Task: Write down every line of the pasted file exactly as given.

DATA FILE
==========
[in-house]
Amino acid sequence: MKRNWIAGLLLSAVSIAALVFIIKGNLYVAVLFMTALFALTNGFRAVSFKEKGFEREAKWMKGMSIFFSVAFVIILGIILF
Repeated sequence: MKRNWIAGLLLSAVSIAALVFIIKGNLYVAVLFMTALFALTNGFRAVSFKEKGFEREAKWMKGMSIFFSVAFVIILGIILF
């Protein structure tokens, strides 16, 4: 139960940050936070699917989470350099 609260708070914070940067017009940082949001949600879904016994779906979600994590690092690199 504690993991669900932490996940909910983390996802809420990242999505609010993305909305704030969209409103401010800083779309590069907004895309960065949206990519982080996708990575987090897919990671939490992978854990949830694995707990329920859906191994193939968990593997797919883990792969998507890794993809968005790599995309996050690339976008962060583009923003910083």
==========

[in-house]
Amino acid sequence: MKRNWIAGLLLSAVSIAALVFIIKGNLYVAVLFMTALFALTNGFRAVSFKEKGFEREAKWMKGMSIFFSVAFVIILGIILF
Repeated sequence: MKRNWIAGLLLSAVSIAALVFIIKGNLYVAVLFMTALFALTNGFRAVSFKEKGFEREAKWMKGMSIFFSVAFVIILGIILF
């Protein structure tokens, strides 16, 4: 139960940050936070699917989470350099 609260708070914070940067017009940082949001949600879904016994779906979600994590690092690199 504690993991669900932490996940909910983390996802809420990242999505609010993305909305704030969209409103401010800083779309590069907004895309960065949206990519982080996708990575987090897919990671939490992978854990949830694995707990329920859906191994193939968990593997797919883990792969998507890794993809968005790599995309996050690339976008962060583009923003910083």